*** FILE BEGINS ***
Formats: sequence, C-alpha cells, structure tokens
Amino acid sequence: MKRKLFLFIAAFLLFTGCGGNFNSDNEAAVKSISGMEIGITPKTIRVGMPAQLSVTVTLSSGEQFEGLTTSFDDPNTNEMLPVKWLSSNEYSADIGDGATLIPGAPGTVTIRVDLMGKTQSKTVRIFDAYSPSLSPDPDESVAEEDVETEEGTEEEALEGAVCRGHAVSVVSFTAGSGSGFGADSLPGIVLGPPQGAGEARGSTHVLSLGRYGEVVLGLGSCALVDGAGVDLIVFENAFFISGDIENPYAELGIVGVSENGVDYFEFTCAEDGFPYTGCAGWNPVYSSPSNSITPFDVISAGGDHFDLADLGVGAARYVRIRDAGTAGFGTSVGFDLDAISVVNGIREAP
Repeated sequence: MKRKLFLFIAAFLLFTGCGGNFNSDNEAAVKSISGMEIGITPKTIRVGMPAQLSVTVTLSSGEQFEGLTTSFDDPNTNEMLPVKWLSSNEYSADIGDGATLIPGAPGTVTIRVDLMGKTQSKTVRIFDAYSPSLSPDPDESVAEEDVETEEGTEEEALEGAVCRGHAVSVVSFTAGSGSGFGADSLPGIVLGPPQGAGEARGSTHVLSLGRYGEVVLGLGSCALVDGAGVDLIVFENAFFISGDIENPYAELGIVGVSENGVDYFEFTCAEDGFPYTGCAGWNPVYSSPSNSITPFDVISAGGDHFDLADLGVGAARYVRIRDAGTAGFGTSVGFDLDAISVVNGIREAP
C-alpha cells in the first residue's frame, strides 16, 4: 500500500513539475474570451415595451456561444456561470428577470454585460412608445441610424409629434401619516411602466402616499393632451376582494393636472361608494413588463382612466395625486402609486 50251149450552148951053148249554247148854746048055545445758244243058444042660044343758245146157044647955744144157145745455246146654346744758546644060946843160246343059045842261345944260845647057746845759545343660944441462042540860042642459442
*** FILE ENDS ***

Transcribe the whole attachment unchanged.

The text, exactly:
Formats: sequence, C-alpha cells, structure tokens
Amino acid sequence: MKRKLFLFIAAFLLFTGCGGNFNSDNEAAVKSISGMEIGITPKTIRVGMPAQLSVTVTLSSGEQFEGLTTSFDDPNTNEMLPVKWLSSNEYSADIGDGATLIPGAPGTVTIRVDLMGKTQSKTVRIFDAYSPSLSPDPDESVAEEDVETEEGTEEEALEGAVCRGHAVSVVSFTAGSGSGFGADSLPGIVLGPPQGAGEARGSTHVLSLGRYGEVVLGLGSCALVDGAGVDLIVFENAFFISGDIENPYAELGIVGVSENGVDYFEFTCAEDGFPYTGCAGWNPVYSSPSNSITPFDVISAGGDHFDLADLGVGAARYVRIRDAGTAGFGTSVGFDLDAISVVNGIREAP
Repeated sequence: MKRKLFLFIAAFLLFTGCGGNFNSDNEAAVKSISGMEIGITPKTIRVGMPAQLSVTVTLSSGEQFEGLTTSFDDPNTNEMLPVKWLSSNEYSADIGDGATLIPGAPGTVTIRVDLMGKTQSKTVRIFDAYSPSLSPDPDESVAEEDVETEEGTEEEALEGAVCRGHAVSVVSFTAGSGSGFGADSLPGIVLGPPQGAGEARGSTHVLSLGRYGEVVLGLGSCALVDGAGVDLIVFENAFFISGDIENPYAELGIVGVSENGVDYFEFTCAEDGFPYTGCAGWNPVYSSPSNSITPFDVISAGGDHFDLADLGVGAARYVRIRDAGTAGFGTSVGFDLDAISVVNGIREAP
C-alpha cells in the first residue's frame, strides 16, 4: 500500500513539475474570451415595451456561444456561470428577470454585460412608445441610424409629434401619516411602466402616499393632451376582494393636472361608494413588463382612466395625486402609486 50251149450552148951053148249554247148854746048055545445758244243058444042660044343758245146157044647955744144157145745455246146654346744758546644060946843160246343059045842261345944260845647057746845759545343660944441462042540860042642459442